The Polisario Front (Polisario), the self-proclaimed “leader” of Sahrawis fighting for independence for the Western Sahara, is in reality a one-party dictatorship that does not represent the Sahrawi people and does not promote their best interests in pursuing a peaceful solution to the Western Sahara conflict. The Polisario has been controlled by the same authoritarian leader, Mohammed Abdelaziz, for more than 30 years and allows no real democratic process.
The Polisario routinely violates the human rights of tens of thousands of Sahrawi refugees who have remained trapped in desperate conditions in camps near Tindouf, Algeria for more than three decades. In the camps, there is no freedom of speech, association, or movement; no independent civil society; and no independent judiciary or political parties. Access to the camps by outside human rights monitors is limited and subject to strict visa requirements. The Polisario has consistently refused to allow the UN to conduct a census that would help it better provide relief assistance to the refugees. Instead, eyewitnesses report that the Polisario routinely diverts food aid intended for the camp populations, selling it on the black market.
The Polisario has abrogated its international responsibilities to negotiate a political solution to the Western Sahara conflict, consistently threatening to return to armed struggle and refusing to compromise in UN-led negotiations. This strategy has serious consequences not only for the refugees, but also for the region more broadly.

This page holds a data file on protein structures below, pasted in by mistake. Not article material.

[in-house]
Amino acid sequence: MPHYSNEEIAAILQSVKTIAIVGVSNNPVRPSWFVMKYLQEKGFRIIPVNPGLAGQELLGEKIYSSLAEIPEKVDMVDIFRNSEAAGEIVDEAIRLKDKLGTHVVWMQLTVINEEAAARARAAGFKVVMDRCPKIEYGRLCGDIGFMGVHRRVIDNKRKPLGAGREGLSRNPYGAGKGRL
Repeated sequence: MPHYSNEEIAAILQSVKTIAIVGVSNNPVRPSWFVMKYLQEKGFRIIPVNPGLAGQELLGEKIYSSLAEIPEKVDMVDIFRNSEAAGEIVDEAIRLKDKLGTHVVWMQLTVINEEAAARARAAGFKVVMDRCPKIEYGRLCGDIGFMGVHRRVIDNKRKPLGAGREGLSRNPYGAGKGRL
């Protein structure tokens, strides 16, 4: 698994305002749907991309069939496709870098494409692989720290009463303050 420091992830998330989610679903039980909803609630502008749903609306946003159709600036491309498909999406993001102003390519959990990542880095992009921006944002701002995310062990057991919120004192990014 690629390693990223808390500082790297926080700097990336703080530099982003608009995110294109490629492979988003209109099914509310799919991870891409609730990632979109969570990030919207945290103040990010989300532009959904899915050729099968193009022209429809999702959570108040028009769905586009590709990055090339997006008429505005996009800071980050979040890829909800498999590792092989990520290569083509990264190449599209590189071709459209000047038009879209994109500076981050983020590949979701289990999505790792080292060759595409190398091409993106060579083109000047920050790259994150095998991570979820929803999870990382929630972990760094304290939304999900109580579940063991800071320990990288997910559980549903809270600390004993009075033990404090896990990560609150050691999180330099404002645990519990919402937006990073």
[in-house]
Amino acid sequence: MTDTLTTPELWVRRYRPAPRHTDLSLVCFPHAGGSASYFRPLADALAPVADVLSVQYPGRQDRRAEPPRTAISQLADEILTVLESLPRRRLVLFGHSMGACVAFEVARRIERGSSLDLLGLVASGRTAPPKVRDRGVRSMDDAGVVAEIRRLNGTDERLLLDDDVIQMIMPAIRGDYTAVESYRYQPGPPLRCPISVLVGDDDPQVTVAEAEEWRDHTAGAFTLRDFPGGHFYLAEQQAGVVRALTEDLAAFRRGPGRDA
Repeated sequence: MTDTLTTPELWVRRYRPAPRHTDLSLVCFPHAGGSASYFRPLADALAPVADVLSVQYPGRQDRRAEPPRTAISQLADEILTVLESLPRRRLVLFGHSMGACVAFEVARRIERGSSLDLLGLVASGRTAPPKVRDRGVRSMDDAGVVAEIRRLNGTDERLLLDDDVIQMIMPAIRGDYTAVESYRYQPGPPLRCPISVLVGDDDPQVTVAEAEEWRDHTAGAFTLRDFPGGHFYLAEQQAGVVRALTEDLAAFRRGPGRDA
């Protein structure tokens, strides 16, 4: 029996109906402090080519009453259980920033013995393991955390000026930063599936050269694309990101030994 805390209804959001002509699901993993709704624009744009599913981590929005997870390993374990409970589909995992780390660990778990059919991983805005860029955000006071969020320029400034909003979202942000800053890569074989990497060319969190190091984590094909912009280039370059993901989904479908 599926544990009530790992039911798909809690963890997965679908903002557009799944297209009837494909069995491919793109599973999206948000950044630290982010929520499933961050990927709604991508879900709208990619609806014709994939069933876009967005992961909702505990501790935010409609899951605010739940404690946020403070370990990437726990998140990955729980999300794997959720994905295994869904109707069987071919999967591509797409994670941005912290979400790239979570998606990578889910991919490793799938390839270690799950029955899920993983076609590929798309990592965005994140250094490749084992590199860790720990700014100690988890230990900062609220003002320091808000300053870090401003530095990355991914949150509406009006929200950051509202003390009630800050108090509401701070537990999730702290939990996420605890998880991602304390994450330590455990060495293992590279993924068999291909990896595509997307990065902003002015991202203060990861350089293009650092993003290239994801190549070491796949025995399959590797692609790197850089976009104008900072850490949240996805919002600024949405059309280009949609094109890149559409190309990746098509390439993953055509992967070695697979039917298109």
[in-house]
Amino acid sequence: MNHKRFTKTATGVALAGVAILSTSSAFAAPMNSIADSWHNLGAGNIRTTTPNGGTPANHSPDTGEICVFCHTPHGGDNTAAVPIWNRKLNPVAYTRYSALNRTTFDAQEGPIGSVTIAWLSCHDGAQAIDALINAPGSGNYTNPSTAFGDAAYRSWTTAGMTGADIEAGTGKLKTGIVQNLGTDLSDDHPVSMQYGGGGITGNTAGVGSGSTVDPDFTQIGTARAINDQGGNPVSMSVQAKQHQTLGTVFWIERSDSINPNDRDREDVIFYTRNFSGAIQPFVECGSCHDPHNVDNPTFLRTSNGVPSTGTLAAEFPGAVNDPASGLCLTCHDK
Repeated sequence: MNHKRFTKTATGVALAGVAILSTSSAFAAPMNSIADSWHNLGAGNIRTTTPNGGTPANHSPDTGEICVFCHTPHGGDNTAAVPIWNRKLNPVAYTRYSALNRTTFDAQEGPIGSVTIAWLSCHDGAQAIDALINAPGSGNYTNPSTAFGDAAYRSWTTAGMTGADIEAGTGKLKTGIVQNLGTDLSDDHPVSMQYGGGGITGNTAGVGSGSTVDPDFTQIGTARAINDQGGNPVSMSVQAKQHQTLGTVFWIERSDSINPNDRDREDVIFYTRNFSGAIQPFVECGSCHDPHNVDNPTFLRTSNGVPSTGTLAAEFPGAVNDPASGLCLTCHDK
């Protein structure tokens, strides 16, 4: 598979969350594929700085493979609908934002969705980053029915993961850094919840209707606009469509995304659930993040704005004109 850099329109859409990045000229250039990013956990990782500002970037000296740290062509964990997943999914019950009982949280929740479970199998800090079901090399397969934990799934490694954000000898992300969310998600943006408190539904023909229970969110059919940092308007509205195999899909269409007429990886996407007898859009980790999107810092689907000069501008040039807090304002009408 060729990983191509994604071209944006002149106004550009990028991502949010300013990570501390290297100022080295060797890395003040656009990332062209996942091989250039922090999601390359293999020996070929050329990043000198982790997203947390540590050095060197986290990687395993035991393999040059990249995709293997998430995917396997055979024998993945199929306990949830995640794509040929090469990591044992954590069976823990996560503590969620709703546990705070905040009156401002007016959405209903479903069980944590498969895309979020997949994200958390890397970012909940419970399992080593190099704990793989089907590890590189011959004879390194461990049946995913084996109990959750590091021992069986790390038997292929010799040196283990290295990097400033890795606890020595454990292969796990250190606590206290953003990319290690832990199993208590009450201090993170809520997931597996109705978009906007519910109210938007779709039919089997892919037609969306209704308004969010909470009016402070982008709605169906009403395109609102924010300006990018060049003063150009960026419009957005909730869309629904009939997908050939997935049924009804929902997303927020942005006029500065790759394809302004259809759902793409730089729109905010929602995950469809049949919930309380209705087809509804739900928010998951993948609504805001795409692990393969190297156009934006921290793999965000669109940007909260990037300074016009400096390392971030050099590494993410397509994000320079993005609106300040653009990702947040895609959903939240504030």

What is currently a humanitarian crisis is quickly becoming a security crisis, to which the Polisario is contributing by failing to provide economic opportunities for the refugees or allow them to seek such opportunities outside the camps. As a result, there is overwhelming evidence that members from the Polisario-run camps near Tindouf, Algeria fought alongside al-Qaeda in the Islamic Maghreb (AQIM) and the Movement for Unity and Jihad (MUJAO) in northern Mali; have high-level links with al-Qaeda leaders who operated in Mali; and continue to engage in smuggling drugs and arms in the Sahara/Sahel. In addition, reports confirm that the camps have become a recruiting ground for terrorists and traffickers operating in the region, and a potential refuge for jihadists forced out of northern Mali by the actions of French and African forces.
The reality of Polisario malfeasance, in the camps and outside them, greatly increases the urgency of negotiating a solution to the dispute over the Western Sahara and promoting durable solutions to the refugee crisis.